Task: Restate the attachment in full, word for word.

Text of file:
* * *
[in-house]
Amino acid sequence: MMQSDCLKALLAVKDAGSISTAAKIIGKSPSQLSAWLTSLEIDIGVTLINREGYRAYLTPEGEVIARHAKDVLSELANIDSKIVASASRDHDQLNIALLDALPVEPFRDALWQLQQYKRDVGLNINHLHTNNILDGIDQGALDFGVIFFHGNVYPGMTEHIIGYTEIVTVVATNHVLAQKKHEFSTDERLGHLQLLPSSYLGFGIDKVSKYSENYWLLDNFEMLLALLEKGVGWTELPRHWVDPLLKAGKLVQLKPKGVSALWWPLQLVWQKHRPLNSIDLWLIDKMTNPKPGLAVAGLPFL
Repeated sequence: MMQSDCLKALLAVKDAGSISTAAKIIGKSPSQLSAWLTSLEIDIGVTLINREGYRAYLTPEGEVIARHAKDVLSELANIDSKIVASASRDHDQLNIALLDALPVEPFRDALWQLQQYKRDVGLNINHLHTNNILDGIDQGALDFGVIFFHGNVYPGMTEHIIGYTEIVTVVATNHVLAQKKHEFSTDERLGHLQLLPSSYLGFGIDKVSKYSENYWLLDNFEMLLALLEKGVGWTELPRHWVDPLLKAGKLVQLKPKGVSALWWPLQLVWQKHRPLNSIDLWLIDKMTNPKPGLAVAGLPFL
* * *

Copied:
[in-house]
Amino acid sequence: MMQSDCLKALLAVKDAGSISTAAKIIGKSPSQLSAWLTSLEIDIGVTLINREGYRAYLTPEGEVIARHAKDVLSELANIDSKIVASASRDHDQLNIALLDALPVEPFRDALWQLQQYKRDVGLNINHLHTNNILDGIDQGALDFGVIFFHGNVYPGMTEHIIGYTEIVTVVATNHVLAQKKHEFSTDERLGHLQLLPSSYLGFGIDKVSKYSENYWLLDNFEMLLALLEKGVGWTELPRHWVDPLLKAGKLVQLKPKGVSALWWPLQLVWQKHRPLNSIDLWLIDKMTNPKPGLAVAGLPFL
Repeated sequence: MMQSDCLKALLAVKDAGSISTAAKIIGKSPSQLSAWLTSLEIDIGVTLINREGYRAYLTPEGEVIARHAKDVLSELANIDSKIVASASRDHDQLNIALLDALPVEPFRDALWQLQQYKRDVGLNINHLHTNNILDGIDQGALDFGVIFFHGNVYPGMTEHIIGYTEIVTVVATNHVLAQKKHEFSTDERLGHLQLLPSSYLGFGIDKVSKYSENYWLLDNFEMLLALLEKGVGWTELPRHWVDPLLKAGKLVQLKPKGVSALWWPLQLVWQKHRPLNSIDLWLIDKMTNPKPGLAVAGLPFL